This is what it’s like to be a woman changing the future of the car industry

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  • We speak to award-winning autonomous vehicle research lead, Amy Rimmer, about her work in the engineering industry and the future of driving hands-free

    Jaguar Land Rover Research lead engineer Amy Rimmer is changing the face of what is a traditionally-male industry. Leading research projects into autonomous vehicle control, Amy is shaping the future of how we drive, and her innovation was recognised by Autocar last year, who presented her with their Rising Star Award. We spoke to Amy to get the lowdown on the engineering industry, and how vital her role is in an industry where only 11% of engineers are women.

    How did you get into engineering?

    ‘To be honest, I fell into it, but I get inspired when I think of how autonomous vehicles will help in the future. I used to work in the aerospace industry, but then I was offered my PhD in autonomous vehicle research (specifically focusing on reversing lorries), and my job at Jaguar Land Rover was a natural fit.’

    What does a typical day look like for you?

    ‘My days can be quite varied, but they usually consist of programming and vehicle testing, with the underlying goal of recommending how Jaguar Land Rover will make a production autonomous vehicle in the future.

    Since I’ve been here, I’ve won a Technical Excellence award for my work on an automated highway demonstrator vehicle, which can be driven hands-free and even change lanes while doing this.’

    Why are autonomous vehicles so important?

    ‘For me, the big one is congestion. The UK government are very keen for this country to become a hot bed for autonomous vehicle testing, because they are genuinely concerned that the country will grind to a halt in the future.

    Autonomous vehicles will help with this in two different ways: either through car-to-car communication (in theory, the cars could drive closer together) or through car-to-infrastructure communication (cars might never have to stop for traffic lights because they know when it’s going to be green).’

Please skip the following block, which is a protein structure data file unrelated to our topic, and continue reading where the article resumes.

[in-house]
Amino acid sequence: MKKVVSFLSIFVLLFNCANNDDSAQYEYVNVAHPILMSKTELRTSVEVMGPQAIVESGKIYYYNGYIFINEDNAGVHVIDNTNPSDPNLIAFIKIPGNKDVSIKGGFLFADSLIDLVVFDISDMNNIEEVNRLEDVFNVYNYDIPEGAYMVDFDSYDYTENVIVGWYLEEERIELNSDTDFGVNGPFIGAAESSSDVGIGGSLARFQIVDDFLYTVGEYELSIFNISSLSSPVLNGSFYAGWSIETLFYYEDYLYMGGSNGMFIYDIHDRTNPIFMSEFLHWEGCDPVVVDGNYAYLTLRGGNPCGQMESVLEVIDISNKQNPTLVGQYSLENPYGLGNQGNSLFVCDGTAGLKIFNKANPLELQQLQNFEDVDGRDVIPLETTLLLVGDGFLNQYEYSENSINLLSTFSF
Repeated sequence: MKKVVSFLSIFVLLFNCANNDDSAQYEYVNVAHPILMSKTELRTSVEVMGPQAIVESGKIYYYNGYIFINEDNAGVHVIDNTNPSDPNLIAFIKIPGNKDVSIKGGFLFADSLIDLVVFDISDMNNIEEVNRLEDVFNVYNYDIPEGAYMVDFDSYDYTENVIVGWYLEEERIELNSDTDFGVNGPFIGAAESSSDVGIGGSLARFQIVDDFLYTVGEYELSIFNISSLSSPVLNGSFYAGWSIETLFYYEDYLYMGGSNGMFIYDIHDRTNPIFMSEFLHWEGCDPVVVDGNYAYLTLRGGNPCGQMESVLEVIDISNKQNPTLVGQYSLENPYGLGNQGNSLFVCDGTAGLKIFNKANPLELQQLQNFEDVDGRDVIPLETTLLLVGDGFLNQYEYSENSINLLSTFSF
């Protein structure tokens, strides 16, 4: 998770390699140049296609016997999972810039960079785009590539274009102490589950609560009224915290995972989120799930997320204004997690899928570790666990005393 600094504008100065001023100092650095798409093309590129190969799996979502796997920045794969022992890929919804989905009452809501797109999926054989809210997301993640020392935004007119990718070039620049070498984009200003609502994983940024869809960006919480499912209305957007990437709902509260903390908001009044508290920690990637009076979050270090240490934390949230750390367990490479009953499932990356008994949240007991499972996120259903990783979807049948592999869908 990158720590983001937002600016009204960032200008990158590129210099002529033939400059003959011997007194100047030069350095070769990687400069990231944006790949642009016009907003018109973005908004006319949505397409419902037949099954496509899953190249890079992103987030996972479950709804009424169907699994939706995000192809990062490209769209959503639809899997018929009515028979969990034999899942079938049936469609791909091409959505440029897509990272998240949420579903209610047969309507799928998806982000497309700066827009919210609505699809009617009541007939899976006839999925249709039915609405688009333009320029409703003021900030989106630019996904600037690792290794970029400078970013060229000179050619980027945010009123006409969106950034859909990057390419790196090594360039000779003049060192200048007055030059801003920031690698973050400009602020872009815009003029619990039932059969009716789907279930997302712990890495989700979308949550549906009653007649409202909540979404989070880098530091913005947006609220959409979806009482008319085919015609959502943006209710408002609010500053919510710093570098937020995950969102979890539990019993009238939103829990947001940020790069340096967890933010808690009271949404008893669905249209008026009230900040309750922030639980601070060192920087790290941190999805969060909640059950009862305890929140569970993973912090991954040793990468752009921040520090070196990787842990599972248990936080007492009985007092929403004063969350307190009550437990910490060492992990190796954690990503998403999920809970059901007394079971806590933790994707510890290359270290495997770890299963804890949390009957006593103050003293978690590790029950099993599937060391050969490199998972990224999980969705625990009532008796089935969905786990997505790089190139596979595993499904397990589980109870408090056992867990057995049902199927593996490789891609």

amy rimmer engineering

    Which other women in motor engineering making waves?

    ‘Gemma Wharton and Niharika Bhargava are doing really great work in a similar area to me. I worked with them both when they were on our graduate scheme, and they’re now permanent engineers in the team. Jaguar Land Rover go into schools and offer apprenticeship and undergraduate schemes, which are all encouraging more women to study STEM subjects.’

    Why is it so important to have women in engineering?

    ‘We’re designing cars for women and men, so we’re probably going to do a better job if we actually have women designing them, rather than just men. For me, it’s also really important that there aren’t any barriers to women entering the industry. Personally, I never felt like there were any – for example,  I’ve yet to meet another mum that has anywhere near as amazing a maternity package as me – and I want every woman who’s interested in the industry to feel the same. The goal for me is that there is no one thinking, “I can’t do do that.”‘

    What are your tips for happiness at work?

    ‘I think the key is a combination of loving your work and being part of a nice, close-knit team – I’m lucky enough to have found both. Make sure you hone your craft, as there is nothing more rewarding than doing well and being regarded as good at what you do. At the same time, you are all on the same side and there’s very little you can achieve by yourself, so you have to be a team player! My final tip would be to not sweat the small stuff! It’s easier said than done, but most of the things I worry about aren’t really worth my time if I consider the bigger picture.’

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